Also Read: Beyond Retaliation: Pakistan Airstrikes in Afghanistan

The path forward is clear: dismantle TTP safe havens from Afghanistan.

This requires immediate and demonstrable action from the Taliban. The Doha Agreement has not been a mere suggestion; it has been a binding commitment. Failure to comply will have consequences ultimately which will impact the region at large. Pakistan has been very clear recently that it will not tolerate its citizens being targeted with impunity.

Hence, the future of regional security hangs in the balance, but so too does the economic prosperity of both nations. A shroud of violence suffocates economic activity. With constant terror threats, businesses are hesitant to invest. Fear of kidnappings and bombings disrupts vital trade routes, the lifeblood of any regional economy. Large-scale infrastructure projects, like the dam targeted in the recent attack, are either indefinitely postponed or shelved altogether. This stifles growth and development in both countries.

Besides Afghanistan itself suffers under the weight of terrorism. The presence of TTP, ISKP and other militant groups discourages foreign investment, a crucial element for rebuilding the war-torn nation’s infrastructure and industries. Tourists, another significant source of revenue, avoid regions plagued by violence. This leaves Afghanistan in a perpetual state of economic stagnation, hindering any hope of long-term stability and prosperity.

Then, notably Pakistan’s decision to repatriate over 563,000 undocumented Afghans was a difficult but necessary step to protect its national security and economic well-being. The continued presence of a hostile militant group on its doorstep, actively supported by elements within the Afghan government, posed a clear and present danger. These undocumented immigrants, many of whom fled the war in Afghanistan years ago, strained Pakistan’s already stretched resources. With the war over, it is only reasonable to expect these individuals to return home and contribute to rebuilding their own country. The international community, which has pledged billions in aid to Afghanistan, must fulfill its promises to create a stable environment conducive to the return of refugees and economic development.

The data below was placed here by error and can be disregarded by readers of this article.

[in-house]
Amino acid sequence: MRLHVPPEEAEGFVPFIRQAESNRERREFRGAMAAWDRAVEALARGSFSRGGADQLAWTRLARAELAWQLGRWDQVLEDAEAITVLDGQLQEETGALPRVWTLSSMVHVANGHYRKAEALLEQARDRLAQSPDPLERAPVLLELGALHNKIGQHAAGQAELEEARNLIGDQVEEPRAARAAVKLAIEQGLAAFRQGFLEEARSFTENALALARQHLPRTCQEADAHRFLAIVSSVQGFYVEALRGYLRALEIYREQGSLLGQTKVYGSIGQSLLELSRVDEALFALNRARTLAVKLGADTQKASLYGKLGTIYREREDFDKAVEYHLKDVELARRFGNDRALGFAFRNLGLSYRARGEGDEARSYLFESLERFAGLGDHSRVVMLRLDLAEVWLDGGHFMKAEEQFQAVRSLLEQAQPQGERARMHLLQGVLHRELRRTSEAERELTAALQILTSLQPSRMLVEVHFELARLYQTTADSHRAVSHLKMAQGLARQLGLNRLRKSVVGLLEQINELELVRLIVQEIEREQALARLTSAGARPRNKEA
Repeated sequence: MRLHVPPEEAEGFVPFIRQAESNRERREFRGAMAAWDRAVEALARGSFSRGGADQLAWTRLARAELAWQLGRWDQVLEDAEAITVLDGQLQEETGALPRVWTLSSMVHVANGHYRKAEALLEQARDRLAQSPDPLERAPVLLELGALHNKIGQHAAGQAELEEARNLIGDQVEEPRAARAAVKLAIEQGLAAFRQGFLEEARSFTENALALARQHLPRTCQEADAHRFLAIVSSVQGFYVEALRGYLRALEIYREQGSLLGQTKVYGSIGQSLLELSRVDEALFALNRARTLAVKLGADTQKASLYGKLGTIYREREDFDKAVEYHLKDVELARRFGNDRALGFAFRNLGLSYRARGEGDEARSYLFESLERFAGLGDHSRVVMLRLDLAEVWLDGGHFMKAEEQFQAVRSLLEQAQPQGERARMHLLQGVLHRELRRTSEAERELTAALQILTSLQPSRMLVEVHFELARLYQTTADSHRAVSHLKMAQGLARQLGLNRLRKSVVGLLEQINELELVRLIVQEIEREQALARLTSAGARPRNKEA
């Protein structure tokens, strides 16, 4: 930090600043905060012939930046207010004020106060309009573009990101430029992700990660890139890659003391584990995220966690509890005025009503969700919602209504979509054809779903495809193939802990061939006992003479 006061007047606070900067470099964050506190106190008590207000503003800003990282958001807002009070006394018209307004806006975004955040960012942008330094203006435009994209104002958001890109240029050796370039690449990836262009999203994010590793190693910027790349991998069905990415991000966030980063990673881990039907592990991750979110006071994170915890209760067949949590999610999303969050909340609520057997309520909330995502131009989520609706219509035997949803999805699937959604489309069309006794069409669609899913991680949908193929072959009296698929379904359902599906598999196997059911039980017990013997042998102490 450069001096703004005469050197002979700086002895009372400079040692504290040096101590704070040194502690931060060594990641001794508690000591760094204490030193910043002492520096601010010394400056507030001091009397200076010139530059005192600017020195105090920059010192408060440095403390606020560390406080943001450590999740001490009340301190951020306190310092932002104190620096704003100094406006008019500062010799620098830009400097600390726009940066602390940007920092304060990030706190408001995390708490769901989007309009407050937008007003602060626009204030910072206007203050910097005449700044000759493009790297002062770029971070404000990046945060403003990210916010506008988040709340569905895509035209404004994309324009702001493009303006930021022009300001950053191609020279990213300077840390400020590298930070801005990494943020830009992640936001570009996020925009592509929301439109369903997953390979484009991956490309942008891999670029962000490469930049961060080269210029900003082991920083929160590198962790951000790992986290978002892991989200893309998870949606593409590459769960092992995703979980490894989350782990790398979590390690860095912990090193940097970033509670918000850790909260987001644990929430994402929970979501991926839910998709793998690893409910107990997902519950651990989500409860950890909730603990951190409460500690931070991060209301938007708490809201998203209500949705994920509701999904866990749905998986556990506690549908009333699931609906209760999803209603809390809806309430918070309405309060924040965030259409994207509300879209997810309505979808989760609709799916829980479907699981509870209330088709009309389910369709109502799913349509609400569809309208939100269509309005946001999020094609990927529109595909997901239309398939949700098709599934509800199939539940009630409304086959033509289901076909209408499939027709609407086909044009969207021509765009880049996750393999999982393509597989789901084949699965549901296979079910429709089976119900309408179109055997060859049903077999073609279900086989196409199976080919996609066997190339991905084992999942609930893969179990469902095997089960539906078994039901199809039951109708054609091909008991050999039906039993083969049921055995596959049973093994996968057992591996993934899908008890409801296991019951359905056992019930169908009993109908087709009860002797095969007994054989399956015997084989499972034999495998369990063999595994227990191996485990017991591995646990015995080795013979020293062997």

The future of Afghanistan, Pakistan, and the region as a whole hinges on the Taliban’s choice. Will they be a partner in peace and economic cooperation, or will they continue to harbor vipers that strangle the prosperity of both nations? The world is watching, and the clock is ticking. Pakistan has a right to defend itself, and it will. But a sustainable solution requires a resolute commitment from both sides, backed by the international community, to dismantle the security threat originating from the presence of such groups in Afghanistan and pave the way for a more secure and prosperous future for all.